SHILLINGFORD, John (d.1458), of Exeter and Shillingford, Devon.

Published in The History of Parliament: the House of Commons 1386-1421, ed. J.S. Roskell, L. Clark, C. Rawcliffe., 1993
Available from Boydell and Brewer



Dec. 1421

Family and Education

m. 1s.

Offices Held

Receiver, Exeter Mich. 1419-21; member of the council of 12, 1421-8, 1430-5, 1445-6, 1448-50, 1451-6; mayor 1428-30, 1444-5, 1446-8.1

Constable of the Staple, Exeter Nov. 1421-2; mayor 1423-4, Oct. 1430, Jan. 1432-Feb. 1433, Jan. 1448-Oct. 1449.2


The Shillingfords, who held the manor of Shillingford some three miles from Exeter, had long played a part in the affairs of the city. Ralph Shillingford was recorder of Exeter in the 1350s, having represented the shire in Parliament in 1343, and Master Baldwin (d.1417/18) and his brother John DCL (d.1406) were both canons of the cathedral.3 John the MP is usually held to have been an illegitimate son of Baldwin (for whom he acted as executor), but there is no evidence to support this contention. Clearly, however, he was not of the main line of the family, for, although he did eventually come into possession of the Shillingford lands, this did not happen until the 1430s, when they passed to him from his ‘cosyn’ William. In the early stages of his career he lived in Exeter. He acquired on a long lease the house in Gandy Street which before rebuilding had belonged to Sir John Cary; another messuage in High Street, where he was living in 1421, was leased from the Wilfords; for some years he rented two towers on the south gate with three gardens and a piece of ground near Southernhay weir; and in 1448 he was party to a conveyance of land at Duryard worth as much as £20 a year. Meanwhile, in 1428, he had shared with William Shillingford a quarter of a knight’s fee in Widecombe-in-the-Moor, but it was his kinsman alone who then had possession of the family estates in Shillingford, ‘Stapilhull’ and Farringdon, along with the advowsons of Shillingford and St. Mary Steps, Exeter. John entered the inheritance at an unknown date between 1433 and 1436. Different juries later estimated it to be worth £26 13s.4d. or £33 6s.8d. p.a.4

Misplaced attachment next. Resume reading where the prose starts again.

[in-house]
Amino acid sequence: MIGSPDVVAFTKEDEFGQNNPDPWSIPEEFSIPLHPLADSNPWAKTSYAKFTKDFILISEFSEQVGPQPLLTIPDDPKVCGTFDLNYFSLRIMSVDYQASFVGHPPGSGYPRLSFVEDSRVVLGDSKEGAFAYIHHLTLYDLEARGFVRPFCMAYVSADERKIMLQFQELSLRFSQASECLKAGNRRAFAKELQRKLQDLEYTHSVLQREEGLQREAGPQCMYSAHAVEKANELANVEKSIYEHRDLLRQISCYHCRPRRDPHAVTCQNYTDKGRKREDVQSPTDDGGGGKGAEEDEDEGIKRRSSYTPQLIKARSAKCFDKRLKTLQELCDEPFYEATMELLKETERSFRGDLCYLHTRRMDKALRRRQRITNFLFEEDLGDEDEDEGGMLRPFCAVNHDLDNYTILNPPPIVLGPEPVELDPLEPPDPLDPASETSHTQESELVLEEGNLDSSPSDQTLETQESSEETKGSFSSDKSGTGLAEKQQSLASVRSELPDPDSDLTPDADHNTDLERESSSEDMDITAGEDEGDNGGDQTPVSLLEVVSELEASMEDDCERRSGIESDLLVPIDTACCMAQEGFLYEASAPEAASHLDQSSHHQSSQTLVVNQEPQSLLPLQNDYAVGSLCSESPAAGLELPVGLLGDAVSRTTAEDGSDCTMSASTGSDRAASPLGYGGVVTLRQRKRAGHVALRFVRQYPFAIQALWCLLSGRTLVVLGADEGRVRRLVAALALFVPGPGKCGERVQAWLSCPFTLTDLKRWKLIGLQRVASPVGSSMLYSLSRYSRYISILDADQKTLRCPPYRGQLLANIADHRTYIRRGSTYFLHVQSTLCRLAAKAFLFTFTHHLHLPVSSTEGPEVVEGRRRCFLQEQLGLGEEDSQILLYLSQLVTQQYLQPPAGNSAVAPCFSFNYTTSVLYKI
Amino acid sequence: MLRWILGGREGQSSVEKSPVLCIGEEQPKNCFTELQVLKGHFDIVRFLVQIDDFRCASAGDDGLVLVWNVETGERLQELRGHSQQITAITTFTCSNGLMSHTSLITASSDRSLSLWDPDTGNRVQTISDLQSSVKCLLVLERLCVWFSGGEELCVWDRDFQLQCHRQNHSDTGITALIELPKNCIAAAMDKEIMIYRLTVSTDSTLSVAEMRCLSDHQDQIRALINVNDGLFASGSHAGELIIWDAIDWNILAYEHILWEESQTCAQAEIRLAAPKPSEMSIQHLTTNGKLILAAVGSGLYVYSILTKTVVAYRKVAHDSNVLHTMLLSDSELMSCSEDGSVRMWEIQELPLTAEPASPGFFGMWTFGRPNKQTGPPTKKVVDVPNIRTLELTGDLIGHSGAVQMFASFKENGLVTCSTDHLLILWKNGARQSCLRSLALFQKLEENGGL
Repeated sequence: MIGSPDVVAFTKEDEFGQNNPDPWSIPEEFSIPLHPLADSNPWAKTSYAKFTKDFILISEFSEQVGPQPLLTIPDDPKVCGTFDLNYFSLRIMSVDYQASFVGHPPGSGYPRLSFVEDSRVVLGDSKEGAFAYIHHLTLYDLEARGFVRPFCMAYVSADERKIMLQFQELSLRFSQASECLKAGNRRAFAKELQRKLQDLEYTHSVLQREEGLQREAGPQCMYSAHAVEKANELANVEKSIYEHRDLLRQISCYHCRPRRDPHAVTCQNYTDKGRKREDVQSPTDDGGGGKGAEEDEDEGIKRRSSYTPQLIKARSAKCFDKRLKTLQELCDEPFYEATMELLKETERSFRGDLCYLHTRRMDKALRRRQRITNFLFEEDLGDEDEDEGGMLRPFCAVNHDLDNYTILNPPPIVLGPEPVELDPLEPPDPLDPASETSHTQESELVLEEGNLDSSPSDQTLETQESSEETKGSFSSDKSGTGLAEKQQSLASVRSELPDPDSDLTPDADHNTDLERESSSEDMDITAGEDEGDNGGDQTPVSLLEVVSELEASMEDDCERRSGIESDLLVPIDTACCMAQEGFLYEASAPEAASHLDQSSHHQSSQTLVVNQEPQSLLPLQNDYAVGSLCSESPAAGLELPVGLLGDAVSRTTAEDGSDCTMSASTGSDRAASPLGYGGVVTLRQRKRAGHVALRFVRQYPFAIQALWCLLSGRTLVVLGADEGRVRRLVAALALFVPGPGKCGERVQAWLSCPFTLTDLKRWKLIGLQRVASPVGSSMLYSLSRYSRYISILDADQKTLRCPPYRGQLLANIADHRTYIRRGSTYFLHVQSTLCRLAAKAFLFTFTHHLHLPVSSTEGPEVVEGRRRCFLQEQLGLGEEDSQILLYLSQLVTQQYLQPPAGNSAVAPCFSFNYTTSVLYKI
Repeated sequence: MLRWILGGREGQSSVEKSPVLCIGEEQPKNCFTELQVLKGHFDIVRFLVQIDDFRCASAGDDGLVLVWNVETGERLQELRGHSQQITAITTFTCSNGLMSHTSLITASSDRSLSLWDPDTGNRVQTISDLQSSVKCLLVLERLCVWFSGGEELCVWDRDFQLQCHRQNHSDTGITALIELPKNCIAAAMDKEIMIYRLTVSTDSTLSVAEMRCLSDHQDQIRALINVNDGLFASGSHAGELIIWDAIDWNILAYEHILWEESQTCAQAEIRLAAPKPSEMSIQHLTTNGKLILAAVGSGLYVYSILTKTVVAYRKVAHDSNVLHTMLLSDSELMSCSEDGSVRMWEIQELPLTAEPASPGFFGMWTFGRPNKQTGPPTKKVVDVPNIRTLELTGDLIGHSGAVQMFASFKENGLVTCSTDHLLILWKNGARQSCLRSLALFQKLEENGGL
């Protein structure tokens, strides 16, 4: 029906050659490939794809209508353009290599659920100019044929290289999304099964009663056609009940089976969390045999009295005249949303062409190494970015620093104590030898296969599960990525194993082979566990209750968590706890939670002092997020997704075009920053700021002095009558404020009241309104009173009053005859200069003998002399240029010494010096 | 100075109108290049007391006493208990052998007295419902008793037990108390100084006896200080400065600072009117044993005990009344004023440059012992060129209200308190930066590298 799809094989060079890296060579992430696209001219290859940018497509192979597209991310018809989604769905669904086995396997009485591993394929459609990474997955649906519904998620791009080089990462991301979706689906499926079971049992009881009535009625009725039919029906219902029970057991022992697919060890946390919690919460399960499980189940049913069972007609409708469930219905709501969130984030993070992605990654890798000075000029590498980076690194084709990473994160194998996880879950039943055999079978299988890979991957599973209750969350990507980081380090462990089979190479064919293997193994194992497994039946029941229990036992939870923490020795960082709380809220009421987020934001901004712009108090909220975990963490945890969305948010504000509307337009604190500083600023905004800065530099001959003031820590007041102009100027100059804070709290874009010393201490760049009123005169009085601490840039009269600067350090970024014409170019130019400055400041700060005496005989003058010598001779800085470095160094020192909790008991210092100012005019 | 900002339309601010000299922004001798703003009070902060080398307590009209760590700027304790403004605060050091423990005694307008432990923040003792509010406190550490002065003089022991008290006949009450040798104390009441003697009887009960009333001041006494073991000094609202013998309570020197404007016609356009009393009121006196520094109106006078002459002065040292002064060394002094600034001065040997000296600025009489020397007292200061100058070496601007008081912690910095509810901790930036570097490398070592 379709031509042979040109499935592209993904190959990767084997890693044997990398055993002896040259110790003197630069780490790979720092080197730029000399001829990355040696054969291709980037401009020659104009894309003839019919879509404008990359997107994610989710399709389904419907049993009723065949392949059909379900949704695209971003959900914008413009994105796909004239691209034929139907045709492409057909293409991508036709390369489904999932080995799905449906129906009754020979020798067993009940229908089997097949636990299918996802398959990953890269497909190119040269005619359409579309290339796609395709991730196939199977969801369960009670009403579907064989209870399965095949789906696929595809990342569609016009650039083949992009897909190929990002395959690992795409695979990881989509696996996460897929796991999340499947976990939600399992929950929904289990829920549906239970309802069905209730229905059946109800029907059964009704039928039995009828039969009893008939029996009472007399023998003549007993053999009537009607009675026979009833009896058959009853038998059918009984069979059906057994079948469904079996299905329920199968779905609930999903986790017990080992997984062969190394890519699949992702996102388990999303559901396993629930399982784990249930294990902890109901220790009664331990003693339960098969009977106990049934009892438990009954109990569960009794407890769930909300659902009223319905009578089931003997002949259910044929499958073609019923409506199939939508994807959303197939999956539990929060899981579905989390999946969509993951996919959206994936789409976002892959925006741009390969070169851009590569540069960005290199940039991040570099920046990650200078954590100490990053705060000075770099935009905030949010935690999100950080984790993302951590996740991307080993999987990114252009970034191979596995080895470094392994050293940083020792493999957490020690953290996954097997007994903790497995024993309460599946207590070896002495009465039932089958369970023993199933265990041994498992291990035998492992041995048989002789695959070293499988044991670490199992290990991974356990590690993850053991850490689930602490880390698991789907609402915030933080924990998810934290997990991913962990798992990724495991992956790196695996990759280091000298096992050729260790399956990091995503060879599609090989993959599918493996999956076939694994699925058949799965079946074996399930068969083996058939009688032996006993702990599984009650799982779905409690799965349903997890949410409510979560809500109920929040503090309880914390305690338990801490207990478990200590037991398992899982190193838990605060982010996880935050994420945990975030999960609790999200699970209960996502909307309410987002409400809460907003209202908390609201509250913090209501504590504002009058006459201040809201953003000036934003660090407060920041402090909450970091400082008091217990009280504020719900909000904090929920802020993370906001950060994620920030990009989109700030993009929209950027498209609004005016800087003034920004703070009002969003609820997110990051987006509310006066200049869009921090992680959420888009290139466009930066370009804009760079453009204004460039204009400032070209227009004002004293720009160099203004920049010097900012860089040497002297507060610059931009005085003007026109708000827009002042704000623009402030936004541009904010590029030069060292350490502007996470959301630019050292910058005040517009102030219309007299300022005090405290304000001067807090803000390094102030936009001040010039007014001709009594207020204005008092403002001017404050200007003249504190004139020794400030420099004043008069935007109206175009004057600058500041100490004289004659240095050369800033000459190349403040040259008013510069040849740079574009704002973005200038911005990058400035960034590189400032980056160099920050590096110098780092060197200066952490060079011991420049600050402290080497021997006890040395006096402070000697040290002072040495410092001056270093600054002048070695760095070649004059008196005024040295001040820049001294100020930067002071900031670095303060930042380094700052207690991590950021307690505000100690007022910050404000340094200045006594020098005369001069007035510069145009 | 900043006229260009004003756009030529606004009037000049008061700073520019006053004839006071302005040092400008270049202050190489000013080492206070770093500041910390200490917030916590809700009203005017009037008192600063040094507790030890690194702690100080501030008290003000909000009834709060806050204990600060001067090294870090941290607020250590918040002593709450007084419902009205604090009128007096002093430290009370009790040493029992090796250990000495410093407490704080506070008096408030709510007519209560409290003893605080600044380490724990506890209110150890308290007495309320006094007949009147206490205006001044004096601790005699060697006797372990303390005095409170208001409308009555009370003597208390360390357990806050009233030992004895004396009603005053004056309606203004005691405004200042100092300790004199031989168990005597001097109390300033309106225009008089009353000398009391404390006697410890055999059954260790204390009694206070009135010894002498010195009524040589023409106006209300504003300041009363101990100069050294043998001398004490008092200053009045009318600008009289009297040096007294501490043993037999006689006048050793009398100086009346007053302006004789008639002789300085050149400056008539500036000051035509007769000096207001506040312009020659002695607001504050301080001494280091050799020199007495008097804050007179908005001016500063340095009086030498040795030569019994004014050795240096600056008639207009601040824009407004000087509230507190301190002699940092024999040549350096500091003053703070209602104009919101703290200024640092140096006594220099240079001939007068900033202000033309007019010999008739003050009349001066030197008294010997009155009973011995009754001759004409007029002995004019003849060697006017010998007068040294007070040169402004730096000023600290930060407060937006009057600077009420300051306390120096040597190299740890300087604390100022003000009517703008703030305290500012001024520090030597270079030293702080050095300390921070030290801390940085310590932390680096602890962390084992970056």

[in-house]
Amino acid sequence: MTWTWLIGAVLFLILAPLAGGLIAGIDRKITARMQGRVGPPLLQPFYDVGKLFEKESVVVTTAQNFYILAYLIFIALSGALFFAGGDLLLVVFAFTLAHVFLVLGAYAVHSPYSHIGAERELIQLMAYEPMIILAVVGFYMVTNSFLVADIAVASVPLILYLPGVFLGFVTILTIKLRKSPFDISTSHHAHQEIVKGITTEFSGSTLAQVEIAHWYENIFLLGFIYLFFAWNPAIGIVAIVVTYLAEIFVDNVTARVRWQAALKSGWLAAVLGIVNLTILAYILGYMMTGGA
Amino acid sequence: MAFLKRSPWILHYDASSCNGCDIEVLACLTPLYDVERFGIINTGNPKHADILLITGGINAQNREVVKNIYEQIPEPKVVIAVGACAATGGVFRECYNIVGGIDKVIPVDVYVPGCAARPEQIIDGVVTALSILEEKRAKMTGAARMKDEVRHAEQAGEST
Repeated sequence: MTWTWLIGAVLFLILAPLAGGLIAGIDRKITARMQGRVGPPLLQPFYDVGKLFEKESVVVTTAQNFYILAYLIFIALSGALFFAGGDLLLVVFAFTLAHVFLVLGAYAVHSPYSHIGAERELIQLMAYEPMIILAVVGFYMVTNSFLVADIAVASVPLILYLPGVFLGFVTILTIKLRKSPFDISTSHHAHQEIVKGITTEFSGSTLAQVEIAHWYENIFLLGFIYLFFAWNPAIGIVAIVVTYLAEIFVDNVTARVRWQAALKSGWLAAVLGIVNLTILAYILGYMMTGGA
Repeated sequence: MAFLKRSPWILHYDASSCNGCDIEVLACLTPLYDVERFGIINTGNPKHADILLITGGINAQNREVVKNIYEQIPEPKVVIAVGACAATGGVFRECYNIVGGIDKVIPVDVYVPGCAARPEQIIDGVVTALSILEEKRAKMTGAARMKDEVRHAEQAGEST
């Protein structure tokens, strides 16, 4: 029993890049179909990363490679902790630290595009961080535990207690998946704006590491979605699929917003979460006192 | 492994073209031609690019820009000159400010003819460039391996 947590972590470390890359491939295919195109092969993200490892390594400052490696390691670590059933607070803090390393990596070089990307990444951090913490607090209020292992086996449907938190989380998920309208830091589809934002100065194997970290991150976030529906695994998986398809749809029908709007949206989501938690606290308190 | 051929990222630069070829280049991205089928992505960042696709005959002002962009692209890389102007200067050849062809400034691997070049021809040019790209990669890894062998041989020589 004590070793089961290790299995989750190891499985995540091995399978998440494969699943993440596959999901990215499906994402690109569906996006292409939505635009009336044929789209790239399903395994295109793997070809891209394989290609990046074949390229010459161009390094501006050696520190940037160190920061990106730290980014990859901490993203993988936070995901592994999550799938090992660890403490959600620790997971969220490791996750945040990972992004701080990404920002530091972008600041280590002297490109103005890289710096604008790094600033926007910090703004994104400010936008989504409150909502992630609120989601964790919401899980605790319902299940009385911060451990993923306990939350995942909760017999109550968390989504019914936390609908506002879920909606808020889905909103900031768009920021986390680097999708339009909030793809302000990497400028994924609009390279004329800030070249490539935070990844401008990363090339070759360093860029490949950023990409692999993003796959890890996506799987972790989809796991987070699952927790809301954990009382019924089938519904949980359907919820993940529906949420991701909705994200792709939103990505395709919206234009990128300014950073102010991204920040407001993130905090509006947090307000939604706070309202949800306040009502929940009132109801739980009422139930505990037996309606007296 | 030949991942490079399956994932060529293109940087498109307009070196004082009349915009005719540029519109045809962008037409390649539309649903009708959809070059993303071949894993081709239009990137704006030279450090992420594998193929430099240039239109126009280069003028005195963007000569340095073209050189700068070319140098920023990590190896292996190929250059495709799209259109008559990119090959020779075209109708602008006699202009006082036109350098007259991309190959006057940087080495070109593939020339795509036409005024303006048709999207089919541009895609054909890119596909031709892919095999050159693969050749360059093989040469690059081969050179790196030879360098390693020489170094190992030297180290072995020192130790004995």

Shillingford had become a freeman of Exeter on 14 Nov. 1418, having previously attended the shire elections held at Exeter castle in 1417 and established trading contacts in the city, where he set up in business as a merchant.5 The returns for the second Parliament of 1421 record Roger Shillingford and John Shaplegh II as the elected representatives for Exeter, and John Shillingford as Roger’s mainpernor, but it was he who was paid expenses by the receiver of the city for attending the Commons,6 and who, having been elected as a constable of the local Staple on 11 Nov., was formally appointed as such by the Crown in Westminster on the first day of the Parliament (1 Dec.). Shillingford’s qualities as an administrator and delegate were much appreciated by his fellow citizens. He was made a feoffee for the foundation of almshouses in the city and appointed by the recorder, William Wynard (d.1441) as executor of his will, sharing with his co-executors, who included the chief justice John Fortescue*, the sum of £100 as a gift for their pains. Long before the journeys made necessary by the famous lawsuit between the civic and cathedral authorities of 1447-8, he must have become thoroughly familiar with the road from Exeter to London, for on several earlier occasions he rode to the capital on business.7 He was, however, reluctant to take up the mayoralty for the third time, in 1444, until compelled by a writ under the privy seal on pain of a massive £1,000 fine, yet, as Hooker noted, ‘yn thende [he] dyd performe it very well’.8 Shillingford’s fifth mayoralty coincided with the height of the city’s dispute with Bishop Lacy and the dean and chapter, for which his own letters provide abundant evidence. His place as leader of the citizens is clear from the bishop’s claim that all the trouble stemmed from the ‘wilfulle laboure of John Shillyngford nowe being maier in whoos tyme ever hast be grete trowbil to the grete hurte and losse of the saide church and citiee’. Shillingford’s reports of his journeys to London in the winter of 1447-8, and his interviews at Lambeth and Westminster with the chancellor, Archbishop Stafford, and the chief justices, show that he had made a careful study of the city’s case, and reveal an able and vigorous personality, a man skilled and shrewd in debate, intelligent and good humoured, although not much given to modesty. The lawsuits proved expensive for Shillingford himself as his hints suggest: ‘I am right mery and fare right well, ever thankyng God and myn owne purse’, he wrote home on one occasion, and on another he commented, ‘money ys like to be scarce with me, considerynge the bi